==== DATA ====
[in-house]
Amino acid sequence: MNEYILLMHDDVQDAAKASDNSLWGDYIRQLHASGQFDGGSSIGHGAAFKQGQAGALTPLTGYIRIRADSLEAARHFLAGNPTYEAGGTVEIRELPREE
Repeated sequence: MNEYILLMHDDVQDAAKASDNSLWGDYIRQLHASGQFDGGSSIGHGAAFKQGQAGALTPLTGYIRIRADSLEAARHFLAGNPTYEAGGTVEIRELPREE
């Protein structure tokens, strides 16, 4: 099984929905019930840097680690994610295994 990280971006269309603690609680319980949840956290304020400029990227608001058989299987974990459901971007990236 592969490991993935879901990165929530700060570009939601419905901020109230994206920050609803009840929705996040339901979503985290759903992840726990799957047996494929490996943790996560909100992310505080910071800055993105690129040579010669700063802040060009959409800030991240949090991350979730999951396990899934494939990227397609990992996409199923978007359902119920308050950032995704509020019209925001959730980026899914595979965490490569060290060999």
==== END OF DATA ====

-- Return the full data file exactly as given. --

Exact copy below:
[in-house]
Amino acid sequence: MNEYILLMHDDVQDAAKASDNSLWGDYIRQLHASGQFDGGSSIGHGAAFKQGQAGALTPLTGYIRIRADSLEAARHFLAGNPTYEAGGTVEIRELPREE
Repeated sequence: MNEYILLMHDDVQDAAKASDNSLWGDYIRQLHASGQFDGGSSIGHGAAFKQGQAGALTPLTGYIRIRADSLEAARHFLAGNPTYEAGGTVEIRELPREE
């Protein structure tokens, strides 16, 4: 099984929905019930840097680690994610295994 990280971006269309603690609680319980949840956290304020400029990227608001058989299987974990459901971007990236 592969490991993935879901990165929530700060570009939601419905901020109230994206920050609803009840929705996040339901979503985290759903992840726990799957047996494929490996943790996560909100992310505080910071800055993105690129040579010669700063802040060009959409800030991240949090991350979730999951396990899934494939990227397609990992996409199923978007359902119920308050950032995704509020019209925001959730980026899914595979965490490569060290060999």